Three years ago, I reported on how NASA had signed a contract to pay Russia's Federal Space Agency, aka "Roscosmos," $70.7 million a head to ferry U.S. astronauts to the International Space Station (ISS). This revelation sparked a lot of outrage on our comments page -- and no wonder.
According to private space pioneer Elon Musk, it only costs about $200,000 in fuel to send a rocket into space. Given that each Soyuz rocket Russia sends up carries three astronauts, that works out to less than $70,000 in fuel cost per astronaut. Yet Russia is charging us more than $70 million per astronaut flight.
Even counting the cost of the rocket itself, that seems a bit excessive -- and it gets worse.
Prices are subject to change...
The NASA contract I wrote about back in 2013, valued at $424 million in total, expires this year. And now we've learned that NASA has asked Congress to allocate funding for another six astronauts to travel to ISS through 2017. We also learn that Roscosmos has raised the price per seat to get them there.
The new price of $490 million will work out to $81.7 million per astronaut.
We'll pay the new price, of course, because in the absence of a Space Shuttle program, or any U.S. rocketships certified to carry astronauts into orbit, we really have no choice. Meanwhile, ISS is up there. It cost us more than $100 billion to build it. Obviously, we're going to pay however many millions of dollars are necessary to keep it populated and operating -- but we don't have to like it.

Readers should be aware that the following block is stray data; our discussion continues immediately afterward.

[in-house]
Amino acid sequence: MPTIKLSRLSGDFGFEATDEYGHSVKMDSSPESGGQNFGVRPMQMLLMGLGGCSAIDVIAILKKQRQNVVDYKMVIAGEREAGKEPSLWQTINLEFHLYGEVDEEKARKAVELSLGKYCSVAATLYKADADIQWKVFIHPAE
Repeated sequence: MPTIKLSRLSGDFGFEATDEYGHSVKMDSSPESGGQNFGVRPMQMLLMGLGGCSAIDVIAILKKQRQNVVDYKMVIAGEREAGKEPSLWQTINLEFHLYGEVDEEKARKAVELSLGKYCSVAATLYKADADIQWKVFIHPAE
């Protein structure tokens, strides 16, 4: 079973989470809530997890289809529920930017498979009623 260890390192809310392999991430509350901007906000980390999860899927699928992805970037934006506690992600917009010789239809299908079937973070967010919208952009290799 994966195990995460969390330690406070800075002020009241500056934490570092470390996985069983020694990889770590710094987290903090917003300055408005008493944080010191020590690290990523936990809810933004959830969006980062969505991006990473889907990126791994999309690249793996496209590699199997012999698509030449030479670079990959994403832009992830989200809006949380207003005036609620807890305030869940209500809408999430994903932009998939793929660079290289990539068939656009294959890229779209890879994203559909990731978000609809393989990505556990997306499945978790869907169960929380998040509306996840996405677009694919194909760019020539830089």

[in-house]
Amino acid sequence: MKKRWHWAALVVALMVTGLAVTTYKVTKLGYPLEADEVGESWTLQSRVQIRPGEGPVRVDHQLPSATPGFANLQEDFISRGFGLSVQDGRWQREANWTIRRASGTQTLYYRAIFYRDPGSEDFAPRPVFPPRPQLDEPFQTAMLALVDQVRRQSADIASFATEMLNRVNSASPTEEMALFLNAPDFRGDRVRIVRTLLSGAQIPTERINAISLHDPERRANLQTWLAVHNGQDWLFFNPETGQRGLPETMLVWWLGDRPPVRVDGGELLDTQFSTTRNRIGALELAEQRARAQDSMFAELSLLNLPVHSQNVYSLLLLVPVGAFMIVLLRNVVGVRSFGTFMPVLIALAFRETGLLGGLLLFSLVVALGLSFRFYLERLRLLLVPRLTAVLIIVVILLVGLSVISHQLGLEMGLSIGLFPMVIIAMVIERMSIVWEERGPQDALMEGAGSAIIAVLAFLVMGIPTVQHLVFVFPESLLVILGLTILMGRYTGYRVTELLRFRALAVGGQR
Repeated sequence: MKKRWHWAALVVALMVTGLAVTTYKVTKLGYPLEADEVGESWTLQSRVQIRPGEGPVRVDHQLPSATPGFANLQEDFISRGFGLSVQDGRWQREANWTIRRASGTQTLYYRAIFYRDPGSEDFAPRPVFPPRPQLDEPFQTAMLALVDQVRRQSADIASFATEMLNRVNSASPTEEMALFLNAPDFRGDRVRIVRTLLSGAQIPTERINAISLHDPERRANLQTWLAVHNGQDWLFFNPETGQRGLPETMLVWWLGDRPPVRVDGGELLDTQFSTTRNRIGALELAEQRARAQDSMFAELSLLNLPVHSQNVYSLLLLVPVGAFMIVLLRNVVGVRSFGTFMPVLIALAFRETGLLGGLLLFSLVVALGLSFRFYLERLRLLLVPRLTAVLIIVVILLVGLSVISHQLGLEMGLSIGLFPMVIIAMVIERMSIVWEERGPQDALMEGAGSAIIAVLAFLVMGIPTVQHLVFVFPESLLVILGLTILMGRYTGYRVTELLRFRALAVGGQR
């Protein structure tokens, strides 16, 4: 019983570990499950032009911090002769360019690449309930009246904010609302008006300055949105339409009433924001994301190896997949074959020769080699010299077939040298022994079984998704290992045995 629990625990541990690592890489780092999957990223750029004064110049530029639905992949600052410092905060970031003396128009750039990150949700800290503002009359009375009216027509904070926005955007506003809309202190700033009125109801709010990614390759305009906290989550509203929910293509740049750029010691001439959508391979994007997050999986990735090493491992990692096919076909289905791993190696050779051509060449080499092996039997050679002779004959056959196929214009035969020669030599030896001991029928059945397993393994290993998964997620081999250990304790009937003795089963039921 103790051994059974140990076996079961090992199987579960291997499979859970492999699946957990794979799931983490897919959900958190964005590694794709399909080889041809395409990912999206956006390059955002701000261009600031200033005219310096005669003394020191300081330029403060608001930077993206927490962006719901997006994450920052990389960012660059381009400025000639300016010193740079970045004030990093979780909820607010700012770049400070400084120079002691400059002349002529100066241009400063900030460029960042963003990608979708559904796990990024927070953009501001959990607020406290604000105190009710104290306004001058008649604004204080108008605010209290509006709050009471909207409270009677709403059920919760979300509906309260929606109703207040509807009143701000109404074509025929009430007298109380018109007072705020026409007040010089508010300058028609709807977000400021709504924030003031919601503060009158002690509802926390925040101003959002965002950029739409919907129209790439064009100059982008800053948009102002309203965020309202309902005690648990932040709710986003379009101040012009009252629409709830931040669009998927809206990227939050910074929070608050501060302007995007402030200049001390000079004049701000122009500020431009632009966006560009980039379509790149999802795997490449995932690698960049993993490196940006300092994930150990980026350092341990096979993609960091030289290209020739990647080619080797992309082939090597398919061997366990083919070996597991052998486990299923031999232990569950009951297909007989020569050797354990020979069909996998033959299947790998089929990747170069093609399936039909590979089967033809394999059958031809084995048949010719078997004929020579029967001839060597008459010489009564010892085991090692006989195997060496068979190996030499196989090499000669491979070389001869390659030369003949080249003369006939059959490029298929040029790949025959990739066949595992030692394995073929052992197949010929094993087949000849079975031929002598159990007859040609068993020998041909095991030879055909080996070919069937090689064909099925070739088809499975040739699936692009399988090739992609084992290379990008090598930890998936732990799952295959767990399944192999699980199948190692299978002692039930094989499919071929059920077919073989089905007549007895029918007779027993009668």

And we don't have to keep overpaying Roscosmos's extortionate taxi fare indefinitely.
The end of the "seller's market"
If you ask me, as word of the 17% price hike in the cost of "astronaut tickets" filters out, it's only going to give momentum to America's efforts to develop new rocket engines, and new spaceships, capable of manned spaceflight.
Already, Boeing (NYSE:BA) and SpaceX have won contracts to build new space capsules, capable of carrying not just cargo, but also astronauts, into orbit. At the same time, Lockheed Martin (NYSE:LMT) is working with Blue Origin to develop a new line of American-built rocket engines capable of lifting these spaceships into orbit. (Together, Boeing and Lockheed Martin form the United Launch Alliance, which is responsible for most NASA space launches.) If the choice comes down to paying ever-increasing fees to Russia to carry our astronauts into orbit or paying Boeing and Lockheed a bit more to develop our own engines, rockets, and spacecraft to accomplish the same mission -- well, that's not a hard choice to make.
Five years after retiring the Space Shuttle, it's time to put Americans back in space under our own propulsion.